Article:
Justina Robson's "On Skybolt Mountain" gave me the feeling that the author was pantsing her way through without knowing what came next, and changed her mind several times about what kind of story it was and what was happening. The names at the beginning, and a few other details, give a nineteenth-century American frontier feel, but then we're in some kind of a sword-and-sorcery setting, and at the very end the witch becomes something else entirely with no foreshadowing that I could see.
I usually enjoy Nina Kiriki Hoffman's lyrical fantastica, and "Where Our Edges Lie" is no exception. It's similar, in many ways, to "The Dun Letter" earlier in the collection, and plays again with the "changeling" idea. Both stories make a similar point about holding onto relationships being the most important thing.
The same point is present in Frances Hardinge's "Devil's Bridge", an original idea well executed, again with a strong young female protagonist (I like those).
Kaaron Warren's "The Nursery Corner" is one of several stories by Australian authors in the volume (the editor is also Australian), but the only one with an Australian setting. I'd call it light horror. Well done, but not really to my personal taste.
I didn't read all of the last two stories in the volume, since they took a horror or dark direction so early on and it seemed clear that they wouldn't be ones I'd enjoy. They are "Aberration" by Genevieve Valentine and "Ice in the Bedroom" by Robert Shearman.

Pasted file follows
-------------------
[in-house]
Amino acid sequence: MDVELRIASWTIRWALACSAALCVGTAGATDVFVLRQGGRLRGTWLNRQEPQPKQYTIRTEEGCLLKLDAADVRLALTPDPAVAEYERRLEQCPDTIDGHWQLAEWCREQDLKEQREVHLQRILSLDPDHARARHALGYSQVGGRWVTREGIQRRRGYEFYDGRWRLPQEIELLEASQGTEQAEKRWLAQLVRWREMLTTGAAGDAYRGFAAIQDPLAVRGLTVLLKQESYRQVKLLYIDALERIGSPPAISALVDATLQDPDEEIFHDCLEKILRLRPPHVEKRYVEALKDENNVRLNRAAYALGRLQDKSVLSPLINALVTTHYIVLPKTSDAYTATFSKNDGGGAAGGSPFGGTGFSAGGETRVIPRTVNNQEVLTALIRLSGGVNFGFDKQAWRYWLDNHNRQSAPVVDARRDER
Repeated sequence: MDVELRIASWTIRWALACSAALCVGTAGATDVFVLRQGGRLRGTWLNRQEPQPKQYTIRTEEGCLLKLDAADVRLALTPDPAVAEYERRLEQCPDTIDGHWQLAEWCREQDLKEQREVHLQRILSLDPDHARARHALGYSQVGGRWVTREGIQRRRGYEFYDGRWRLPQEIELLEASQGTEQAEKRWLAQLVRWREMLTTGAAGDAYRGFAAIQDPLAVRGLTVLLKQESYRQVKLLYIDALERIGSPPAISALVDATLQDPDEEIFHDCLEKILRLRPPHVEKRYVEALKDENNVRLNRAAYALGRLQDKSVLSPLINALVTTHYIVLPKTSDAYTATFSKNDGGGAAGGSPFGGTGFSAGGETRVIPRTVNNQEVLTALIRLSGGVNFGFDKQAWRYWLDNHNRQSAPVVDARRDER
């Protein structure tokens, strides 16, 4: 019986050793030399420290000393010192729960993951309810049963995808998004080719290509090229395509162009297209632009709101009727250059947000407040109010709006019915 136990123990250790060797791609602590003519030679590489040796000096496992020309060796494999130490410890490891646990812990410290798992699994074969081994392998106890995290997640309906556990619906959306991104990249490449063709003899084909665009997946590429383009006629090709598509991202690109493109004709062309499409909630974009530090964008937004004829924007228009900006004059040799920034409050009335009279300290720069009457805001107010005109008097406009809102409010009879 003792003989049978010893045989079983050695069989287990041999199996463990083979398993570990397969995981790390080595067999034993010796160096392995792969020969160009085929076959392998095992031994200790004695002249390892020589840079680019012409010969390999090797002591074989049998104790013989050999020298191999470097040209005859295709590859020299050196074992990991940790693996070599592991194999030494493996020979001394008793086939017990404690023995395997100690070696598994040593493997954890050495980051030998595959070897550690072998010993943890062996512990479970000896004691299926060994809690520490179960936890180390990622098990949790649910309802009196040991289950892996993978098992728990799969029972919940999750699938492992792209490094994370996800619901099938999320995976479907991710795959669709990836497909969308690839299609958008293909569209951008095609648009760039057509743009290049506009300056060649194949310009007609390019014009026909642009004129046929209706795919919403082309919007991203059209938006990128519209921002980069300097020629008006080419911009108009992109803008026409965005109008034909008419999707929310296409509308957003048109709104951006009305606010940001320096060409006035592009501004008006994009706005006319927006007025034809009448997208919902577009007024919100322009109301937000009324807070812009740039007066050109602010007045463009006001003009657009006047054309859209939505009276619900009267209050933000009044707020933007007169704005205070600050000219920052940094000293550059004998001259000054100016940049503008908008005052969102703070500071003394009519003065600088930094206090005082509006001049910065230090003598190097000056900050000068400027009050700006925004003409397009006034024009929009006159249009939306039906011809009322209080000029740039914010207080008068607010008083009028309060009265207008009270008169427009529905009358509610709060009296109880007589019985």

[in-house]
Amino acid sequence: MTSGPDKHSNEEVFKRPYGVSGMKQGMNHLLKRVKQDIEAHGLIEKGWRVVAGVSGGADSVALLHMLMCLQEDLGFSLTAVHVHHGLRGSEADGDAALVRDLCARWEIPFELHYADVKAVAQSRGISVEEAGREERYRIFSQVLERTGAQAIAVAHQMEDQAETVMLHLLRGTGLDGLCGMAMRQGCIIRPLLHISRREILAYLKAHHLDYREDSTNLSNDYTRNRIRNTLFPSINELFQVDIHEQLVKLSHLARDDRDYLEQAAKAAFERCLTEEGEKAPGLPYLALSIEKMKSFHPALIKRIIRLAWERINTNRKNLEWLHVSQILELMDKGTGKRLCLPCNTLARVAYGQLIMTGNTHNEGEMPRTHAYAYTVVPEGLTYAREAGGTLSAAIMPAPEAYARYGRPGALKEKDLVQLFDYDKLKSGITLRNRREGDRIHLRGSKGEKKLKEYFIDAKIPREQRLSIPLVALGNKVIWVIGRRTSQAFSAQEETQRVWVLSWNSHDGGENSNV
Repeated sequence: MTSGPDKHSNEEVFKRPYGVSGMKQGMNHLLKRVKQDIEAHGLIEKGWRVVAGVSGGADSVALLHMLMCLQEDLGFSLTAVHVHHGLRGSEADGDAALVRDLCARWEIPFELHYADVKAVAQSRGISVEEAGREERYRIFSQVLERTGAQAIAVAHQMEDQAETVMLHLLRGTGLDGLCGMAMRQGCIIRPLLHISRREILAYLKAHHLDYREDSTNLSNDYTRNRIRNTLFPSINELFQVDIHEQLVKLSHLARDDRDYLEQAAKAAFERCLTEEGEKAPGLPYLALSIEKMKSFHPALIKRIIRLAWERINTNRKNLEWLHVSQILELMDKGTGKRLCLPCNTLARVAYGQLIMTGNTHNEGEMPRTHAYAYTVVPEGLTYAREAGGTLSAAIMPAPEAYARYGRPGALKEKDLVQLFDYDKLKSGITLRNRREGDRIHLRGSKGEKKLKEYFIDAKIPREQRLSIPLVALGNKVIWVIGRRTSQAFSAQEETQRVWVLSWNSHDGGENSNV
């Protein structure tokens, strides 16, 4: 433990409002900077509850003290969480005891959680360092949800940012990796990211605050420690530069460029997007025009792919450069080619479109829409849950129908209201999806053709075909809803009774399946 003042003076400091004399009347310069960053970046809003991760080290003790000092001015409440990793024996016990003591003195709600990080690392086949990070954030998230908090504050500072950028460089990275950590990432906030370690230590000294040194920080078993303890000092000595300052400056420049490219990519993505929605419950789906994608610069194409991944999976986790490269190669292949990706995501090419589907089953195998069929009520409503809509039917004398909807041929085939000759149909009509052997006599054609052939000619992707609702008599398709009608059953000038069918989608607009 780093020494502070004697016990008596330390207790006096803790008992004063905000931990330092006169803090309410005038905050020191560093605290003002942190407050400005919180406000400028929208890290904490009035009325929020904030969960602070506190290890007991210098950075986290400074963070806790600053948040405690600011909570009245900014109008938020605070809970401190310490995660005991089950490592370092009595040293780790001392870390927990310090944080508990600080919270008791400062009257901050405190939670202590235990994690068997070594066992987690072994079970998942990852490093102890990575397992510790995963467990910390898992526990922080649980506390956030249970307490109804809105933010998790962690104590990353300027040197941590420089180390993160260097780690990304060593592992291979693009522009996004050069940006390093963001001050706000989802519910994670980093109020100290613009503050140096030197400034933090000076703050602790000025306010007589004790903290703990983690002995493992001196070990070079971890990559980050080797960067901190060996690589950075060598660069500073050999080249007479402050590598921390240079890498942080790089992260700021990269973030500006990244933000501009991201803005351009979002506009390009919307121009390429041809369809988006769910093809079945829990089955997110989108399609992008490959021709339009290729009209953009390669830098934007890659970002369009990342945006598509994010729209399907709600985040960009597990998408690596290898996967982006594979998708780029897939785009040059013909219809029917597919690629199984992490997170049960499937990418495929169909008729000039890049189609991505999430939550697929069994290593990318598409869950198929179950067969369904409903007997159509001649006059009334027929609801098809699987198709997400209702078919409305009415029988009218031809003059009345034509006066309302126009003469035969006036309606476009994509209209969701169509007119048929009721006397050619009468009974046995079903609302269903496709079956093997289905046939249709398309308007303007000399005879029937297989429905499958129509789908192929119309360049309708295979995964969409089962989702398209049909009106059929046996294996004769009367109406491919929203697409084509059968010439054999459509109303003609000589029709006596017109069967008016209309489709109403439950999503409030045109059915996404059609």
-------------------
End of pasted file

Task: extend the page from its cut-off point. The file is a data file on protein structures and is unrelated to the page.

So, out of the 14 stories in this volume, there were five that I straightforwardly enjoyed. There was one that I somewhat enjoyed but felt wasn't taking a fresh direction with the characters (the Nix), one that I quite liked but didn't love because the surrealism didn't give me enough to identify with (the Tidbeck), three that I considered well done but that were darker than I like, two that I thought weren't very well done, and two that lost my interest or willingness to follow along relatively early.
This collection confirms for me what I thought about the earlier Strahan anthology I reviewed: it's by an editor whose taste doesn't have a lot of overlap with mine, and I probably shouldn't pick up other anthologies which he edits. I'll miss out on a few good stories that way, but too few to make it worth wading through the others.
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Thursday, 14 August 2014
Blood Charged by Lindsay Buroker
My rating: 4 of 5 stars